9/11, Eleven years ago
Posted on Sep 11, 2012 in News
Eleven years ago, the world changed. On September 11, 2001 the United States was dealt a tragedy that by no means compares to anything the history of the nation had faced before.
Everyone was affected. But today, 11 years removed from that fateful day, our words and reactions can neither quell nor echo those of the students and faculty who were forced to absorb the shock of the terrorist attacks on the World Trade Center, the Pentagon and Shanksville, Pa.
Full of anger, sadness and dismay, here are the reactions from UAB in a report by then news editor, Allison Barnes, printed on Sept. 18, 2001.
From September 18,2001
An impact and an explosion are what Melissa Cantley remembers most about last Tuesday’s attack on New York City’s World Trade Center. “I was at work, and I happened to walk into the break room right as the news coverage was going on,” she says. “I remember looking at the television just as the second plane was flying through the tower. I thought it was an accident – I couldn’t believe what was happening.”
Cantley, 23, says that her first reaction to the situation was immediate prayer. “We have a prayer meeting every morning at work, so we started to pray for the nation right away.”
Even amidst prayerful tones, anger’s voice was being heard. Many voiced anger about how the nation could let terrorists attack and cause such a great deal of damage and deaths. In addition, questions were raised about how the nation should respond to apparent acts of war.
“Our nation has been so callous about our freedoms – we hang it over the heads of other nations as if we’re great,” Cantley says. ‘’We’ve been spoiled, and this is a wake-up call. We’re not all that we thought we were.”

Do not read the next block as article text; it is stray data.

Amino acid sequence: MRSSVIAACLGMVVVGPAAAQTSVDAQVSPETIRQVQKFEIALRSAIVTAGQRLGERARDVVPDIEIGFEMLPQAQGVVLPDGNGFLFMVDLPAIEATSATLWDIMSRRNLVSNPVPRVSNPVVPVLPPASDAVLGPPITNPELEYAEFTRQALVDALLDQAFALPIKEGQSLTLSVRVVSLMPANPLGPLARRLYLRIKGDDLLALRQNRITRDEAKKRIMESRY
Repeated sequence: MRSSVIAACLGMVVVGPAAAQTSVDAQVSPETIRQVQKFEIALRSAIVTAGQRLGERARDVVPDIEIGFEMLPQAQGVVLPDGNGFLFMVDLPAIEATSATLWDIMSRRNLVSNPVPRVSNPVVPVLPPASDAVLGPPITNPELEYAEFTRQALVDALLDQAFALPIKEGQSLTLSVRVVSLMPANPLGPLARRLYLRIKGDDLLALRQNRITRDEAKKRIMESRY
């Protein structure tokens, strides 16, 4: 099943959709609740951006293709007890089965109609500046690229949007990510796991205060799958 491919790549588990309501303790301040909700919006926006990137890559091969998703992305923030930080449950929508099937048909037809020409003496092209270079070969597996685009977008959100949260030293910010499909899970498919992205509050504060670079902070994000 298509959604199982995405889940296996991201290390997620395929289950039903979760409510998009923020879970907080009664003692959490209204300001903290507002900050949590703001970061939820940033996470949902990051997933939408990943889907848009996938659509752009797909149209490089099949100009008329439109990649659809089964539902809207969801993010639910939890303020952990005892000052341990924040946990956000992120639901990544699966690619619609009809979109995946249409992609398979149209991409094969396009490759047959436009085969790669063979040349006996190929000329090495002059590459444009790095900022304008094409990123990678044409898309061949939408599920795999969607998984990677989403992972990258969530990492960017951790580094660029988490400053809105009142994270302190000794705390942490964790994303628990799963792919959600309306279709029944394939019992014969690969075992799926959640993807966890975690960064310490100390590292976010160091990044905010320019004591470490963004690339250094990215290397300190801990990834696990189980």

“Sometimes it takes things like this to make us open our eyes to exactly where we stand,” says Layla Carter, a senior majoring in music. “We think we have the power to annihilate other countries off the map, but maybe other countries have the power to annihilate us too, and we just don’t know it yet.”
Carter remembers that she was oblivious to the course of events because she was in class when the first crashed occurred. ‘’When I finally did see what was going on, I didn’t know exactly what was happening, but I knew it was big when I saw footage of the second plane striking one of the towers.”
“We’re at the same point that we were when Pearl Harbor was attacked,” Carter says. ‘’No matter how far we think we’ve advanced, the fact that this was still able to happen lets us know that changes need to be made.”
The resounding conclusion across campus is that, regardless of what course of action the nation takes, innocent people will die.
“It’s sad, but inevitable.” Carter says. “I really feel bad for the president because he has to make some hard decisions. I know the nation has got to do something.”
Students say they feel that it will be inevitable for foreigners to feel unsafe in our country and on the nation’s campuses.
“Yeah, it’s stupid that students would turn against students and try to hurt each other just because a student might be Arabic. But for a while, it’ll be inevitable that this type of persecution will happen,” says Jeremy Godwin, 19, from Illinois.